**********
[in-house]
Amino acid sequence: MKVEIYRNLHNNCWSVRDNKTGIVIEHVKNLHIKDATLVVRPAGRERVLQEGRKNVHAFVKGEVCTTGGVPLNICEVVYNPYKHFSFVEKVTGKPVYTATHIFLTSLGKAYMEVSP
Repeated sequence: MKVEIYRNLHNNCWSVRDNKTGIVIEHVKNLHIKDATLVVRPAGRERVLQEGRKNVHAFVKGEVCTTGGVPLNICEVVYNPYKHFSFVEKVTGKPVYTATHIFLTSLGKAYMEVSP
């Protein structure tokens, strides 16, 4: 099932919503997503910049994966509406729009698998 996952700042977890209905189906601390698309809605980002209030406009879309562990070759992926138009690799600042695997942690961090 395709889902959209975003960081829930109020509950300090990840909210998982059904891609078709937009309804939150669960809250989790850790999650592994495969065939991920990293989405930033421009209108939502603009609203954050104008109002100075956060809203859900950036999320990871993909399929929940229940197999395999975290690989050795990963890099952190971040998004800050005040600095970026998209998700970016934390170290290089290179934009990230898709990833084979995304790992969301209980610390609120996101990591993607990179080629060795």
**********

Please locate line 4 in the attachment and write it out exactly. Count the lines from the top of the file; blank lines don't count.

């Protein structure tokens, strides 16, 4: 099932919503997503910049994966509406729009698998 996952700042977890209905189906601390698309809605980002209030406009879309562990070759992926138009690799600042695997942690961090 395709889902959209975003960081829930109020509950300090990840909210998982059904891609078709937009309804939150669960809250989790850790999650592994495969065939991920990293989405930033421009209108939502603009609203954050104008109002100075956060809203859900950036999320990871993909399929929940229940197999395999975290690989050795990963890099952190971040998004800050005040600095970026998209998700970016934390170290290089290179934009990230898709990833084979995304790992969301209980610390609120996101990591993607990179080629060795």